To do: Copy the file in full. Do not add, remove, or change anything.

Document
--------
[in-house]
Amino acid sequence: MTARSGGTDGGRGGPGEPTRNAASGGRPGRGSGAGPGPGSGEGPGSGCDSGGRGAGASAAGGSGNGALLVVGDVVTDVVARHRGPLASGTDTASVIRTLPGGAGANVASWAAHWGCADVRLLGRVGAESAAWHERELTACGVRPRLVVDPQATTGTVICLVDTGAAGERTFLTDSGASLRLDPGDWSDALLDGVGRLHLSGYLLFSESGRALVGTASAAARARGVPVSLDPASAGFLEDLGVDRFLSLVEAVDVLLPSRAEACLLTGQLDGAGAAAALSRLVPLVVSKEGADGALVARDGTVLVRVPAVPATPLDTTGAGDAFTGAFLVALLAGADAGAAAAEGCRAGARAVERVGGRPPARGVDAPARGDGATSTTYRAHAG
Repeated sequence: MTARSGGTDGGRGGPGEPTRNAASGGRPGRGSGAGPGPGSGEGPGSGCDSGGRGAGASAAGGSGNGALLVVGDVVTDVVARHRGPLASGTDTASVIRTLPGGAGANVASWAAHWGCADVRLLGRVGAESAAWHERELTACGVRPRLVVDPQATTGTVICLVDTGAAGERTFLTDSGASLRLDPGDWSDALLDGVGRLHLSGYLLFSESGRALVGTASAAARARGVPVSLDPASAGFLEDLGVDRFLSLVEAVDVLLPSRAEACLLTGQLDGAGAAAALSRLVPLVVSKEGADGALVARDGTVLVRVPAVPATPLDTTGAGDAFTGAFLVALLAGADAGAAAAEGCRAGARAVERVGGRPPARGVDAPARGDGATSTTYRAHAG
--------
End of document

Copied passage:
[in-house]
Amino acid sequence: MTARSGGTDGGRGGPGEPTRNAASGGRPGRGSGAGPGPGSGEGPGSGCDSGGRGAGASAAGGSGNGALLVVGDVVTDVVARHRGPLASGTDTASVIRTLPGGAGANVASWAAHWGCADVRLLGRVGAESAAWHERELTACGVRPRLVVDPQATTGTVICLVDTGAAGERTFLTDSGASLRLDPGDWSDALLDGVGRLHLSGYLLFSESGRALVGTASAAARARGVPVSLDPASAGFLEDLGVDRFLSLVEAVDVLLPSRAEACLLTGQLDGAGAAAALSRLVPLVVSKEGADGALVARDGTVLVRVPAVPATPLDTTGAGDAFTGAFLVALLAGADAGAAAAEGCRAGARAVERVGGRPPARGVDAPARGDGATSTTYRAHAG
Repeated sequence: MTARSGGTDGGRGGPGEPTRNAASGGRPGRGSGAGPGPGSGEGPGSGCDSGGRGAGASAAGGSGNGALLVVGDVVTDVVARHRGPLASGTDTASVIRTLPGGAGANVASWAAHWGCADVRLLGRVGAESAAWHERELTACGVRPRLVVDPQATTGTVICLVDTGAAGERTFLTDSGASLRLDPGDWSDALLDGVGRLHLSGYLLFSESGRALVGTASAAARARGVPVSLDPASAGFLEDLGVDRFLSLVEAVDVLLPSRAEACLLTGQLDGAGAAAALSRLVPLVVSKEGADGALVARDGTVLVRVPAVPATPLDTTGAGDAFTGAFLVALLAGADAGAAAAEGCRAGARAVERVGGRPPARGVDAPARGDGATSTTYRAHAG